That would be my usual approach, essential in 2D whenever parts have to fit and move together in complicated ways. But 3D CAD offers new opportunities, and Solid Edge has a feature I've not come across before: it can create new parts by building on the existing assembly. The cylinder top was done that way. In the assembly display I selected the top of the cylinder and used it as a template, with no need to remember any dimensions or alignments. Quick and natural.

In this case Jason, Stuart Turner, and 19th century engineers have already done most of the hard work for me! They created the mechanism and a layout that works, and I can imitate their build-style as well. All I have to do is approximate the layout and tweak dimensions until the model 'runs'. Previously I'd have started as described by PatJ, roughed out a blocky layout like your shaper example, and not worried about fanciful curves until everything else was tickety-boo. But as it's trivial to model a Jason style base and pillars I did so. I had to change both, but not a big problem. Otherwise, most of my parts are block- unfinished: the cylinder has no steam ways, the eccentric is impossible to make, and there are no fixings yet. Although Jason's version is far more complete, mine could be brought closer to his standard by filling in lots 'mere details'.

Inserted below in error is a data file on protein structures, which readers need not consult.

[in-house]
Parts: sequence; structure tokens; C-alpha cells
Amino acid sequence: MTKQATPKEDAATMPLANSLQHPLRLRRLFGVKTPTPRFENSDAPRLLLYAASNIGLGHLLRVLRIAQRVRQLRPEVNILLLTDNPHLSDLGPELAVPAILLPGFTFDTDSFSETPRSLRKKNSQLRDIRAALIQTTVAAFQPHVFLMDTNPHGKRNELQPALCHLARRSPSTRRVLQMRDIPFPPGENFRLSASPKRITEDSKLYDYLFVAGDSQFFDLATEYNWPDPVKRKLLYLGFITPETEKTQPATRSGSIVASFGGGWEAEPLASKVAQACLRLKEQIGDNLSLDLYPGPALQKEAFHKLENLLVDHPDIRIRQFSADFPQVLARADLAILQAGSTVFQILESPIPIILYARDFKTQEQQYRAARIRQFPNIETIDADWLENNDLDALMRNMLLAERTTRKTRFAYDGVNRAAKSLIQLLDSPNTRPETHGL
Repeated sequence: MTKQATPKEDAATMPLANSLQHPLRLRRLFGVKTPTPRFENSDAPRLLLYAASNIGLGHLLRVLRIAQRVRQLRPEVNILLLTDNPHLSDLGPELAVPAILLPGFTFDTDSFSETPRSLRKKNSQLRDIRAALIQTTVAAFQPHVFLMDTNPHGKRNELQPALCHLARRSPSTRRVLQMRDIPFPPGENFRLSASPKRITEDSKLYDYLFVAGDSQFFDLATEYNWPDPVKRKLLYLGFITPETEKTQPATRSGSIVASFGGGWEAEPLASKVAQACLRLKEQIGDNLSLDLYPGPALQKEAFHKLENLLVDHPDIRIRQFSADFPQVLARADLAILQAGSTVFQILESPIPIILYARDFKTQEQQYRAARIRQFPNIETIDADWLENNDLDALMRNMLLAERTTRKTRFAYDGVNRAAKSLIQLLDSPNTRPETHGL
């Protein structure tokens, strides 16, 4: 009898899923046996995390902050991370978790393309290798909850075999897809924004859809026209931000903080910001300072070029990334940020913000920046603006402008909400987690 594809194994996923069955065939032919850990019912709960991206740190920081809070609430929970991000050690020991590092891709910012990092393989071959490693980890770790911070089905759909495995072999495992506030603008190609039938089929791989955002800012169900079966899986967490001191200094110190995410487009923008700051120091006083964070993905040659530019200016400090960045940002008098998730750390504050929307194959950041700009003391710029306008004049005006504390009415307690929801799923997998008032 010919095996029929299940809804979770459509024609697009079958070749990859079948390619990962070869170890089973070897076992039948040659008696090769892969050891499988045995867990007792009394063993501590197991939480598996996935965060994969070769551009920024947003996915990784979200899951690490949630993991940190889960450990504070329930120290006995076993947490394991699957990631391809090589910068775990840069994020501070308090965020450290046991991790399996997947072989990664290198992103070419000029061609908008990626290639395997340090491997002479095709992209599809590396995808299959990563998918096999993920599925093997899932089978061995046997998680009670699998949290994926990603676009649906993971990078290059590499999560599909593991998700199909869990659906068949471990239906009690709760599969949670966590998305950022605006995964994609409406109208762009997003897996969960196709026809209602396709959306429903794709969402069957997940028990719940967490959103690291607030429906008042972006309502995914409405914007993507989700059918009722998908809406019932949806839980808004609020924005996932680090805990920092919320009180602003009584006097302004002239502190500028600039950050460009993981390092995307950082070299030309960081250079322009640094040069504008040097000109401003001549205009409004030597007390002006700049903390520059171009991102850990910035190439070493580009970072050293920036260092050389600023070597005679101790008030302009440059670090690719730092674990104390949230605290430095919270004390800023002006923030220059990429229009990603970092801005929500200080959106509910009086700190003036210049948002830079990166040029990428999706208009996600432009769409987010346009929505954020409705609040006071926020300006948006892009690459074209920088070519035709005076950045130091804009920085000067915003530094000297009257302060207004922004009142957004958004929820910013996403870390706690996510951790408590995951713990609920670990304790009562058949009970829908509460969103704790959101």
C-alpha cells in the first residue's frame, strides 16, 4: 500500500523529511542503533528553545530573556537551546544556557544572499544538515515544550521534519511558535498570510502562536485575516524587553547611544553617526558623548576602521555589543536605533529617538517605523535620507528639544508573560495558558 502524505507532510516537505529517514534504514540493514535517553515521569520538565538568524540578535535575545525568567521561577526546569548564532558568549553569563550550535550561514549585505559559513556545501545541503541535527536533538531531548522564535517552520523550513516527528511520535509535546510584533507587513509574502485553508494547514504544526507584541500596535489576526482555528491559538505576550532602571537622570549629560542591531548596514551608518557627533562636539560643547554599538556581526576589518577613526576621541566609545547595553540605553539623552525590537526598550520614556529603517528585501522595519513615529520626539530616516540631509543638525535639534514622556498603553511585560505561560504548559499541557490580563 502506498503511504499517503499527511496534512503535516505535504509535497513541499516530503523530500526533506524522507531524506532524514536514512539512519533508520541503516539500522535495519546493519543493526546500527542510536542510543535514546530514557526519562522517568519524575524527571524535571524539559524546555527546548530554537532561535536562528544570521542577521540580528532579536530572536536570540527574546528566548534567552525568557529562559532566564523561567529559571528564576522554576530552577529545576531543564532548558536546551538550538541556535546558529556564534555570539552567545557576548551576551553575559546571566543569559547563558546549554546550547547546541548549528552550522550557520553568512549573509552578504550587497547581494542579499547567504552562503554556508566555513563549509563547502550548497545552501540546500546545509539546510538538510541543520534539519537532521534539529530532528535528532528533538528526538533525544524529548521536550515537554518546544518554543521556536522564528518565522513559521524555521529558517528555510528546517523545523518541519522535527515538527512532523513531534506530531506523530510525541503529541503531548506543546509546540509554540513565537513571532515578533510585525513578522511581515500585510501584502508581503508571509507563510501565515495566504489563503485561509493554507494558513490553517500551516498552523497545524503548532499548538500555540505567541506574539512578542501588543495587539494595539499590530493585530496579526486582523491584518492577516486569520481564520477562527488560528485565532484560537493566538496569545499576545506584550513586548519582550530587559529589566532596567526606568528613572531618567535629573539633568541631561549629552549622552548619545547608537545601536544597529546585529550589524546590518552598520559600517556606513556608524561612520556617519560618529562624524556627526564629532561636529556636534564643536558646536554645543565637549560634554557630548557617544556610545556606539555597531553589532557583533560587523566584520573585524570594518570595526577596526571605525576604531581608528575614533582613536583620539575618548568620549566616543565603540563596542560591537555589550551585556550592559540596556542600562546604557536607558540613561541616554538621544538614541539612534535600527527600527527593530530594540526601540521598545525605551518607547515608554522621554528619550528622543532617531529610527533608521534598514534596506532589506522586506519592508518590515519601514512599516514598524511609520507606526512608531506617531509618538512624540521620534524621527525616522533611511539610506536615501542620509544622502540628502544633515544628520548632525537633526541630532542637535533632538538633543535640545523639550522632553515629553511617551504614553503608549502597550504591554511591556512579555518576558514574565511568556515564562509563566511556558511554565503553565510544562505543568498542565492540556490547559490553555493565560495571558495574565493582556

This is the latest version: I had to alter the piston rod and cylinder lengths to get it to work. Looks much the same, except the flywheel spins, turns the crank, which lifts and drops the piston inside the cylinder via the conrod without hitting the ends. The eccentric works too, though it's not connected to anything yet.

jbclonega3.jpg

Much delay caused by finding and fixing broken relationships, likely caused by a stupid learner driving a stupid computer! Whilst I appreciate Solid Edge more and more, I'm not finding it easy to learn. Behind the scenes, what I'm doing is very like the 'Goes Wrong Show'. Making reasonable progress though, the cat hasn't been kicked yet.

Dave

SillyOldDuffer25/05/2022 21:36:59
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Well, 3 steps forward, 2 back. The reason the model wouldn't sit straight on screen was I must have accidentally rotated the base off the top plane at some point, don't know how - some sort of 3D earthquake.

Added guide rails, valve box, connected the eccentric and dropped the psychedelic colour scheme.

jbclonega4.jpg

Another huge fight with relationship constraints today, I think because I don't understand them properly.